MAYS LANDING — Throughout the 80-minute Black Lives Matter demonstration Saturday at the Atlantic County Clerk’s Office, several speakers uttered the same sentence during their time on the microphone.
“This is just the beginning.”
More than 200 people gathered in the parking lot of the now-closed J. Harold Duberson School on Third Street to protest police brutality. Township police greeted those arriving early, introducing themselves and engaging in light conversation. A few minutes after 1 p.m., Gerald White led the crowd south down Linwood Avenue. White emphasized the protest was to remain peaceful, even in the event of facing opposition.
“If there’s any antagonists out there, ignore them,” White said. “We will get louder.”
The demonstration, titled “Dream Deferred” in reference to the poem by black writer and social activist Langston Hughes, was one of thousands that have been held across the nation in the weeks since the death of George Floyd in Minneapolis.
Floyd, a 46-year-old black man, died while under arrest for allegedly using a counterfeit $20 bill. Officer Derek Chauvin, who has since been fired and charged with murder, kept his knee on Floyd’s neck for nearly nine minutes, as Floyd pleaded that couldn’t breathe and eventually lost consciousness. Three other officers have been charged with aiding and abetting Chauvin.
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“I think at this point, more and more people are beginning to see how truly mistreated we’ve been for many years, and I’m here to show the fact that we need to come together, and there needs to be justice,” said Ashley Parker-Laws, who came to the protest with her 9-year-old daughter, Naomi. “You know how they say, ‘All lives matter’? Absolutely. All lives matter. That’s a given. That’s not even a question. Black lives just matter, too.”
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Also in attendance was 67-year-old Linda Terruso. Terruso, of Brigantine, said her son was a victim of police brutality. Mario Terruso Jr. was at the Atlantic County jail when he died Sept. 16, 2019. Linda said her son had a crushed sternum and multiple broken ribs that lacerated his liver and spleen. He was arrested on a child support warrant Linda said had been satisfied last June.
“We still have no autopsy results,” Linda Terruso said. “We have no reports, no audio or video from Hamilton Township or from the jail. We have no arrests. Nine months and we have nothing.”
White led chants of “Black Lives Matter,” “No justice, no peace,” “Say his name, George Floyd,” and “Say her name, Breonna Taylor” while the crowd made its way onto Main Street. The march ended at Memorial Park next to the County Clerk’s Office, where tents were set up with drinks, refreshments and voter registration forms.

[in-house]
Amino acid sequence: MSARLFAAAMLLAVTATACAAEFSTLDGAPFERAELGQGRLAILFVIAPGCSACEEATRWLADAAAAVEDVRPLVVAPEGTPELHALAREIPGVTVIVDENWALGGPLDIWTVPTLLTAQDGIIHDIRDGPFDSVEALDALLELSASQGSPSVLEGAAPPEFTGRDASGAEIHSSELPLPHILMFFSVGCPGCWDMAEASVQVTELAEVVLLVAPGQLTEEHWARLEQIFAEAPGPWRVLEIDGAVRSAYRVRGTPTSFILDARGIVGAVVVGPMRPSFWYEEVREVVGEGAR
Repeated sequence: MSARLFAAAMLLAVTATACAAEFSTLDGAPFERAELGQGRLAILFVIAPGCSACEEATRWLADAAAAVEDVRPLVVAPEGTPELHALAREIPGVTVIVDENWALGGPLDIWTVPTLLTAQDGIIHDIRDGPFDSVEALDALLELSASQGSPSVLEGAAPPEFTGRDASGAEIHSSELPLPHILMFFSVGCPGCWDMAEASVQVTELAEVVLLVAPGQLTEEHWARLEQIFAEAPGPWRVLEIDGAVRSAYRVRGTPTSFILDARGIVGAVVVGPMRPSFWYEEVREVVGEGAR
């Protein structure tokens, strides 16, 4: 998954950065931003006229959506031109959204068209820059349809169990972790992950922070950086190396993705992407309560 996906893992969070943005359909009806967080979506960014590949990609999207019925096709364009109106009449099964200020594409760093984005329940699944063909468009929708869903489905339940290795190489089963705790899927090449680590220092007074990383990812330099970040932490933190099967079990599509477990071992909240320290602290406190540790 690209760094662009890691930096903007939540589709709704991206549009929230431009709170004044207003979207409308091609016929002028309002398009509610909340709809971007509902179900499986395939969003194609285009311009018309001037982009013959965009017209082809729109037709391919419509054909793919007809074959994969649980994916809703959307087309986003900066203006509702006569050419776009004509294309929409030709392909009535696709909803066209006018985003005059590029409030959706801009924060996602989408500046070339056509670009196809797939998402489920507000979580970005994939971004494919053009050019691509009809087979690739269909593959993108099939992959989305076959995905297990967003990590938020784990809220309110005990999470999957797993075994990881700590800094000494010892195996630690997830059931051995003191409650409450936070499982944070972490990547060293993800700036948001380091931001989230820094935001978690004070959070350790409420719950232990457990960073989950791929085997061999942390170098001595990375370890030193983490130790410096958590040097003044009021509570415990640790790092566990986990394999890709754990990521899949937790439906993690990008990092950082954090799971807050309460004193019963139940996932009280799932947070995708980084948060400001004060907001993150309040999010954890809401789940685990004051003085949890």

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A small stage was also set up in front of the park’s fountain. Jana White, Gerald’s daughter and the organizer of the demonstration, began the speaking portion of the afternoon with a reading of Hughes’ poem. From there, she introduced one speaker after another.
Darrell Edmonds, founder and CEO of the nonprofit Friday is Tie Day, began his speech by reading off statistics that dispute the narrative that there are more black men in jail than there are in college and that black fathers are more commonly absent from their children’s lives. He stressed that “we’ve all been lied to” and shared a story about the first time an officer pulled a gun on him when he was 15.
Edmonds and his friends were driving home from a summer football workout when they were pulled over for a broken taillight. Shortly after, three more police cars arrived to surround the group of friends.
“What was hard for me to understand at that moment was it didn’t matter that I was an honor roll student, and I had always been,” Edmonds said. “It didn’t matter that my dad was a school board member for multiple years.
“In that moment, none of that mattered because with the gun pointed at my head, I was just another thug. I was 15.”
Township police Chief Greg Ciambrone spoke briefly to assure the crowd the department had their best interests at heart. Under his leadership, he said, the department will prioritize the needs of the community and establishing a rapport with residents.
Cassandra Bunje, an English teacher at Oakcrest High School, marveled at how many of her students she saw at the demonstration. She called on educators to empower black and brown children by teaching more books from black authors and a more expansive black history.
“We have to empower them with more of them, with more of their history,” Bunje said. “Not just the white-washed history in our textbooks.”